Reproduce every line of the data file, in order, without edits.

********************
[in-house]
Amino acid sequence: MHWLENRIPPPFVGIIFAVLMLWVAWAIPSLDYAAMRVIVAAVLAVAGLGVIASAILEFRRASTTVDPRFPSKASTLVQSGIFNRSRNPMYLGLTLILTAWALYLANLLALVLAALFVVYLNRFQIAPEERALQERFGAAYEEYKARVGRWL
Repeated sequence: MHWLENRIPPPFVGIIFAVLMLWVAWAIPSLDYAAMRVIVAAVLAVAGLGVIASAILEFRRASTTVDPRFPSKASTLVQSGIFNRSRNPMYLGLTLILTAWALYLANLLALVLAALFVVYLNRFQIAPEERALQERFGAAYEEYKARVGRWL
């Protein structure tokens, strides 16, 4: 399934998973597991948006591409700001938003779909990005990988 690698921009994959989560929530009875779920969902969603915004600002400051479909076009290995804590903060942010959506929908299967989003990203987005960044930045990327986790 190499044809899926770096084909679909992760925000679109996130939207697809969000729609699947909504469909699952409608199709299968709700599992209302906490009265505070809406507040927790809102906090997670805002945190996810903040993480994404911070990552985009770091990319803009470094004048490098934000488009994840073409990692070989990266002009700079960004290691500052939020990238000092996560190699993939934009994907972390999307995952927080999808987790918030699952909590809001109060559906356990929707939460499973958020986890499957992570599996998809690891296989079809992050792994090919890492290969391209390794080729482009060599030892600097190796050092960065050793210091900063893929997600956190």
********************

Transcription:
[in-house]
Amino acid sequence: MHWLENRIPPPFVGIIFAVLMLWVAWAIPSLDYAAMRVIVAAVLAVAGLGVIASAILEFRRASTTVDPRFPSKASTLVQSGIFNRSRNPMYLGLTLILTAWALYLANLLALVLAALFVVYLNRFQIAPEERALQERFGAAYEEYKARVGRWL
Repeated sequence: MHWLENRIPPPFVGIIFAVLMLWVAWAIPSLDYAAMRVIVAAVLAVAGLGVIASAILEFRRASTTVDPRFPSKASTLVQSGIFNRSRNPMYLGLTLILTAWALYLANLLALVLAALFVVYLNRFQIAPEERALQERFGAAYEEYKARVGRWL
């Protein structure tokens, strides 16, 4: 399934998973597991948006591409700001938003779909990005990988 690698921009994959989560929530009875779920969902969603915004600002400051479909076009290995804590903060942010959506929908299967989003990203987005960044930045990327986790 190499044809899926770096084909679909992760925000679109996130939207697809969000729609699947909504469909699952409608199709299968709700599992209302906490009265505070809406507040927790809102906090997670805002945190996810903040993480994404911070990552985009770091990319803009470094004048490098934000488009994840073409990692070989990266002009700079960004290691500052939020990238000092996560190699993939934009994907972390999307995952927080999808987790918030699952909590809001109060559906356990929707939460499973958020986890499957992570599996998809690891296989079809992050792994090919890492290969391209390794080729482009060599030892600097190796050092960065050793210091900063893929997600956190």